The situation presents an opportunity for IT groups to make themselves more relevant, she noted. The trend among business groups to embark on their own analytics projects is leading to the creation of shadow IT organizations, multiple data streams and siloed department and business-level data marts.
IT has an opportunity to make itself more useful in the data analytics and big data arena by taking control of data and making it available in a more manageable form, she said.
Curt Monash, database and analytics expert and principal at Monash Research, said that as companies begin to roll out more enterprise-level analytics efforts IT's role will actually increase, not diminish.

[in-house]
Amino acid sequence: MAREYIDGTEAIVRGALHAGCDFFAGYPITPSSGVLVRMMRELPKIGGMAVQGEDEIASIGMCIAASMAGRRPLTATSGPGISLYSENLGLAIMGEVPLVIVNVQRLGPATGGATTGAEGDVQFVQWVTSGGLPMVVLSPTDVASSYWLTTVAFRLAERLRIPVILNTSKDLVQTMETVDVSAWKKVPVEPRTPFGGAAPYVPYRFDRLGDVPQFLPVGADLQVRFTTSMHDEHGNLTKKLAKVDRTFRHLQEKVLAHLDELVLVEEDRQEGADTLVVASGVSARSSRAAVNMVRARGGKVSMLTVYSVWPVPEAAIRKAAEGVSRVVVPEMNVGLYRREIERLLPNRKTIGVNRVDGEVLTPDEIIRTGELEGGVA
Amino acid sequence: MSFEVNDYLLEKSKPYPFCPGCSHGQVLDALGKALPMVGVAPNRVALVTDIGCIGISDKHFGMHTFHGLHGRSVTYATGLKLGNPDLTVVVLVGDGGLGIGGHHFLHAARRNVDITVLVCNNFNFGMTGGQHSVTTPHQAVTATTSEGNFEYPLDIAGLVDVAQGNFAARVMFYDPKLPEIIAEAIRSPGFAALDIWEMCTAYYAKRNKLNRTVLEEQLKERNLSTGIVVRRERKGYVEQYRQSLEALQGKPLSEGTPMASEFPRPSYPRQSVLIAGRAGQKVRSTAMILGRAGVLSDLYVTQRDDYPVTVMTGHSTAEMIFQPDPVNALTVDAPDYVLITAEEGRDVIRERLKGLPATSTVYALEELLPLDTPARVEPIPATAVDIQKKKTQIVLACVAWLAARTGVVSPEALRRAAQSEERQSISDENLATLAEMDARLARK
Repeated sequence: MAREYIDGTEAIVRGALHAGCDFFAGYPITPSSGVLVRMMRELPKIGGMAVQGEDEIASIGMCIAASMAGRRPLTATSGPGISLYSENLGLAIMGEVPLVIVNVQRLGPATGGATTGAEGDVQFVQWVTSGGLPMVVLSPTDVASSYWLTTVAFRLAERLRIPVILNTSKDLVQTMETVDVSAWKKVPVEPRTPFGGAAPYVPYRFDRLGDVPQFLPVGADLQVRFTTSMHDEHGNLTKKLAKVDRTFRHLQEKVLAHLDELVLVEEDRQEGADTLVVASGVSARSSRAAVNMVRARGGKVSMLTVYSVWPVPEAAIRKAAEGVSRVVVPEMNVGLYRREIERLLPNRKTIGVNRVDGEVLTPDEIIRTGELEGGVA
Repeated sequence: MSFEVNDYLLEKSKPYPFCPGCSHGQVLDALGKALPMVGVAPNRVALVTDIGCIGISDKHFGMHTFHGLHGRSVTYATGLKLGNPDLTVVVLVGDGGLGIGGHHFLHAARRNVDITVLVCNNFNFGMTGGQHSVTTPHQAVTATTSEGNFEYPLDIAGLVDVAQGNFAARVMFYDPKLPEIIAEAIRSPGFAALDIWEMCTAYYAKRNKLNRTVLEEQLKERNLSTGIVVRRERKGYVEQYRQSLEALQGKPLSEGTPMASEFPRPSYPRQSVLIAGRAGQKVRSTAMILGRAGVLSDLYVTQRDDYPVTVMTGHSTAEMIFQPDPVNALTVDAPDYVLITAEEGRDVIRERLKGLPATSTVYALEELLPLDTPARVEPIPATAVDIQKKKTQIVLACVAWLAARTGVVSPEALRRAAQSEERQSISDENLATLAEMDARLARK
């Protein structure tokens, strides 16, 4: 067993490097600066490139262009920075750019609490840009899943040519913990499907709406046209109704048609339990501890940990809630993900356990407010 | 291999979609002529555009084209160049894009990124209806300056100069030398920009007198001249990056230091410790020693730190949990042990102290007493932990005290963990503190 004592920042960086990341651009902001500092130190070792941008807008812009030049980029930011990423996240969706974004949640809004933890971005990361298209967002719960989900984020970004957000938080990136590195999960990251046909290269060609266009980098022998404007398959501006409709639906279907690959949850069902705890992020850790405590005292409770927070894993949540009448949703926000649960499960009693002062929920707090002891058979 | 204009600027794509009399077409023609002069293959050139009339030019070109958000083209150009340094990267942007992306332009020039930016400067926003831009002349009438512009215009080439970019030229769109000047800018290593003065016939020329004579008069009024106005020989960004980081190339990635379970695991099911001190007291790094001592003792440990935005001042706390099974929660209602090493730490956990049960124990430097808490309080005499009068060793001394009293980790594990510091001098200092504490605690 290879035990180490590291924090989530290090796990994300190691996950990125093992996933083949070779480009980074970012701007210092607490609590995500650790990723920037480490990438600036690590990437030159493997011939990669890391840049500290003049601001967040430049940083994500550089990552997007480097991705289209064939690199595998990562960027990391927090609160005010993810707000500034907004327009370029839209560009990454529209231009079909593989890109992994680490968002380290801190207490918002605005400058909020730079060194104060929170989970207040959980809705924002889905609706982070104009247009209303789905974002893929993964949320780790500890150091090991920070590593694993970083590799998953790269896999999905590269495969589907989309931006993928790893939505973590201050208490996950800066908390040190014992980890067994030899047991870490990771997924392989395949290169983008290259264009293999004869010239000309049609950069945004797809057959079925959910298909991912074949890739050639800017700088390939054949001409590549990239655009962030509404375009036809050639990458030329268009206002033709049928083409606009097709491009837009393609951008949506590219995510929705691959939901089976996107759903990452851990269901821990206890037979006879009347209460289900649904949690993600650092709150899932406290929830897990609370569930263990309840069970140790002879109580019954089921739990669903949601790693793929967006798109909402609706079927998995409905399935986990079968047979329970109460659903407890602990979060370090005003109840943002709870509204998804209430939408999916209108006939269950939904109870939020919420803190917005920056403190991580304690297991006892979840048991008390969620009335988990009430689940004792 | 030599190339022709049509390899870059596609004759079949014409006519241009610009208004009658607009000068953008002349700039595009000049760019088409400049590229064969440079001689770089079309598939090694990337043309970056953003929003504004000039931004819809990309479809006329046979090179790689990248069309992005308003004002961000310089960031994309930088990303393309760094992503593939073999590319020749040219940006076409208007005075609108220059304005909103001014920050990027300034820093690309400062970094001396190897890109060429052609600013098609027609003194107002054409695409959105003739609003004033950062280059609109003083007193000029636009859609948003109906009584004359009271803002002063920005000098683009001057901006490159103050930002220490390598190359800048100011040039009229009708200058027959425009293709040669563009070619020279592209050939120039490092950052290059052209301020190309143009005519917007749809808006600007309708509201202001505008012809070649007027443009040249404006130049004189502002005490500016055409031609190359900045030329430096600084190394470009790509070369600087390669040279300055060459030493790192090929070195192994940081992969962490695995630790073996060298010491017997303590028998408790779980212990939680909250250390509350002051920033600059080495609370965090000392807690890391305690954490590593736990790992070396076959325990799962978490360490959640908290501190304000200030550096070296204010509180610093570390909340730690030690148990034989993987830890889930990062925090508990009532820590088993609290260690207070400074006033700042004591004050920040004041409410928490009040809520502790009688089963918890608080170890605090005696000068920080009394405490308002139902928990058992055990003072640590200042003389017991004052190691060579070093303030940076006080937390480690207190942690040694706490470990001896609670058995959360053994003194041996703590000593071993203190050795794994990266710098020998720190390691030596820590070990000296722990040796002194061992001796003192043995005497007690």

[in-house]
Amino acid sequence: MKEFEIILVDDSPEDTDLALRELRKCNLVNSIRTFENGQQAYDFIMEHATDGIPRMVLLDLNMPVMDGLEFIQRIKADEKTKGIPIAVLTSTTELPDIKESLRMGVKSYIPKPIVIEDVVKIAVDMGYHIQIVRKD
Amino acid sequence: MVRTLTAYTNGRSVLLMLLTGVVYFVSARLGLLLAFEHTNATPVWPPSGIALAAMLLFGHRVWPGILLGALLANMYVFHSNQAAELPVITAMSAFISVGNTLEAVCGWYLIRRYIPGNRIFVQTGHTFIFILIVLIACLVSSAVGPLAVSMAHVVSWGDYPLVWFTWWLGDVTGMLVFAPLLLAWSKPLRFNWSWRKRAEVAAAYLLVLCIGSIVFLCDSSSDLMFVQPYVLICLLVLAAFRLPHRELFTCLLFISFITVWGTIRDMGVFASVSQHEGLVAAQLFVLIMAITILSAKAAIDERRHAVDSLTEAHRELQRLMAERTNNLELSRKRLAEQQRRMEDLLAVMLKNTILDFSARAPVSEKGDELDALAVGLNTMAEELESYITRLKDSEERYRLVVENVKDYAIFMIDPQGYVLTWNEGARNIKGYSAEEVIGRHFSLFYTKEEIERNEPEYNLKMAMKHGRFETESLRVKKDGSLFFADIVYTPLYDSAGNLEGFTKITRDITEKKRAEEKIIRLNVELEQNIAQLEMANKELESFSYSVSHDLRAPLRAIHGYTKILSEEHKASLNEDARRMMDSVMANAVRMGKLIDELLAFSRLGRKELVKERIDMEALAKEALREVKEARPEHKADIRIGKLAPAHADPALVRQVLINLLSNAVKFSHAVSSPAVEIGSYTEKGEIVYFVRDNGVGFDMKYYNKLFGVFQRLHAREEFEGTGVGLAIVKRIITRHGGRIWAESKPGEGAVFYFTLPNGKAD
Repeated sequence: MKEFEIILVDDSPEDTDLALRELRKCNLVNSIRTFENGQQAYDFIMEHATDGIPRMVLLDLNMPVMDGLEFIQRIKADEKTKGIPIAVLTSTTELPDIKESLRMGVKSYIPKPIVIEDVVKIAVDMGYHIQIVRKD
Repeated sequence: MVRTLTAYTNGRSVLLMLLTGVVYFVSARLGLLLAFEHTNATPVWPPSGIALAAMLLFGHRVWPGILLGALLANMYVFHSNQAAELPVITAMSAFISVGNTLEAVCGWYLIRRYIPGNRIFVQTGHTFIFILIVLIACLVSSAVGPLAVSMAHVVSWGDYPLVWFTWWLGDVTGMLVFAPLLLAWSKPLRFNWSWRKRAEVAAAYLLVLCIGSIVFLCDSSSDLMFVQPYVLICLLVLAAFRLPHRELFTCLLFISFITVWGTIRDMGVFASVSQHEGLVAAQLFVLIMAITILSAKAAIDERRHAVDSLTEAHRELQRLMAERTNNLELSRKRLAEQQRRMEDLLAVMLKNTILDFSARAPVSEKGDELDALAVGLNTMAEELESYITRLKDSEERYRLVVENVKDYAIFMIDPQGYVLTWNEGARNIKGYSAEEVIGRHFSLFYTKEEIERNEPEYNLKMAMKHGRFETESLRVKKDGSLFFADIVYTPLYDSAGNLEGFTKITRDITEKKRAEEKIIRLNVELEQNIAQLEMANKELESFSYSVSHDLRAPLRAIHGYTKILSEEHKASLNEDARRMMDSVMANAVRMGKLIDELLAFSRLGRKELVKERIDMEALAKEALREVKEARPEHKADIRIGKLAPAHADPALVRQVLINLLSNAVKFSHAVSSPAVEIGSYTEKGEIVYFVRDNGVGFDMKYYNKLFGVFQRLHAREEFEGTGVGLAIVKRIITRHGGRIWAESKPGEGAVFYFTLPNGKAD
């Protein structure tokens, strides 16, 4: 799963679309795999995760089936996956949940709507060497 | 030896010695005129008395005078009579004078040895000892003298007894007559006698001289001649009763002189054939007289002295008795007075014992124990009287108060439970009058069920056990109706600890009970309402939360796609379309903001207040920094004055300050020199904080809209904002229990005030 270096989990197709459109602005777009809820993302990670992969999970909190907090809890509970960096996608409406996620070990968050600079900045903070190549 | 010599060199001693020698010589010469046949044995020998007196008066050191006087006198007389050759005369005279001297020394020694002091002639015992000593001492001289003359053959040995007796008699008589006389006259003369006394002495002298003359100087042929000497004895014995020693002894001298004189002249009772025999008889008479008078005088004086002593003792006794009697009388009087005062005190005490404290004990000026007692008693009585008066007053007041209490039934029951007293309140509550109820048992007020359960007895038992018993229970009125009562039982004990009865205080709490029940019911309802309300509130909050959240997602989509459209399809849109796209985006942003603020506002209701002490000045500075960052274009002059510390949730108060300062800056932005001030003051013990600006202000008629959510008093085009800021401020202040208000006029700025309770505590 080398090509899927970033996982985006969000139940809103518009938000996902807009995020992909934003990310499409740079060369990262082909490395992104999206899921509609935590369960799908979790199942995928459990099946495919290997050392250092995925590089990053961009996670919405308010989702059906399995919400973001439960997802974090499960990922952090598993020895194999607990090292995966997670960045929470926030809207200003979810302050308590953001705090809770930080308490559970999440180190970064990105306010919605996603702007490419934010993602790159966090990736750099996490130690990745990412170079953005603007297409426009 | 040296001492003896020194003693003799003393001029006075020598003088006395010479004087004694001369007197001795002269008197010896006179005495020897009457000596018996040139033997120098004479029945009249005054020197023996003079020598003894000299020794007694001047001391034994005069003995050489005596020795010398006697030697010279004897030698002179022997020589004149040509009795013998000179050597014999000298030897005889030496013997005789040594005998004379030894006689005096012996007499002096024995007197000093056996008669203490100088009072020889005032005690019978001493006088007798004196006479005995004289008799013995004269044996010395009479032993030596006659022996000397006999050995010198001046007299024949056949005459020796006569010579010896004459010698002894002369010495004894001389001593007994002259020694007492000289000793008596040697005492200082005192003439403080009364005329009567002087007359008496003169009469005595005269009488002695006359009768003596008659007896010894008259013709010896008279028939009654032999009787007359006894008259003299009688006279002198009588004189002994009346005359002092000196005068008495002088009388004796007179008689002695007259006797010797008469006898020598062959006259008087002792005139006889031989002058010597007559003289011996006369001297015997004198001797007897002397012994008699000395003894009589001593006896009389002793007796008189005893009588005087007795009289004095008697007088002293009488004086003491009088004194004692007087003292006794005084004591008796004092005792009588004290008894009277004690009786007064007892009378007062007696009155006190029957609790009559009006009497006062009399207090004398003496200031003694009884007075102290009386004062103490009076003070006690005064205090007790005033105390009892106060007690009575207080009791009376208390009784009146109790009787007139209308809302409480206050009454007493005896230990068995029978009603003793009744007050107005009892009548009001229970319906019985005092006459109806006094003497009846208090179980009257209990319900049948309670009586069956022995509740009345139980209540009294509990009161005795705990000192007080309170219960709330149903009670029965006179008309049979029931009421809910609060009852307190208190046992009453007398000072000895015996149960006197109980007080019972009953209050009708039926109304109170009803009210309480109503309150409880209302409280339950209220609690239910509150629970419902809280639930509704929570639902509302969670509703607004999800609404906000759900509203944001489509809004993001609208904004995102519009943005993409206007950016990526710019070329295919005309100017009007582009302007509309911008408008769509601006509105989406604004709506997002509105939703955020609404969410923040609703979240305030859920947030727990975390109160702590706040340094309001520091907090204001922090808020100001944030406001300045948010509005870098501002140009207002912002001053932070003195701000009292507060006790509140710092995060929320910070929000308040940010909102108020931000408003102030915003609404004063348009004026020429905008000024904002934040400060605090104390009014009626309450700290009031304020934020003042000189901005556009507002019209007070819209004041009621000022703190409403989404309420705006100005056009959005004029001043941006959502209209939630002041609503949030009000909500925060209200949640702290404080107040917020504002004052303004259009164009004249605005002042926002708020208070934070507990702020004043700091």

Emerging approaches like predictive data modeling involves dealing not just with large volumes of data, but also with data that is acquired at great speed and stored in different ways. Increasingly, the modeling is done directly against the database itself.
Contrary to what the study suggests, IT has more to contribute to analytics than ever before, Monash said. "IT has a lot of work to do to harness new volumes and velocities and varieties of data."
While smaller, tactical analytics projects may well be handled at the business unit and department level, large strategic analytics projects will lean heavily on IT skills and expertise, he said.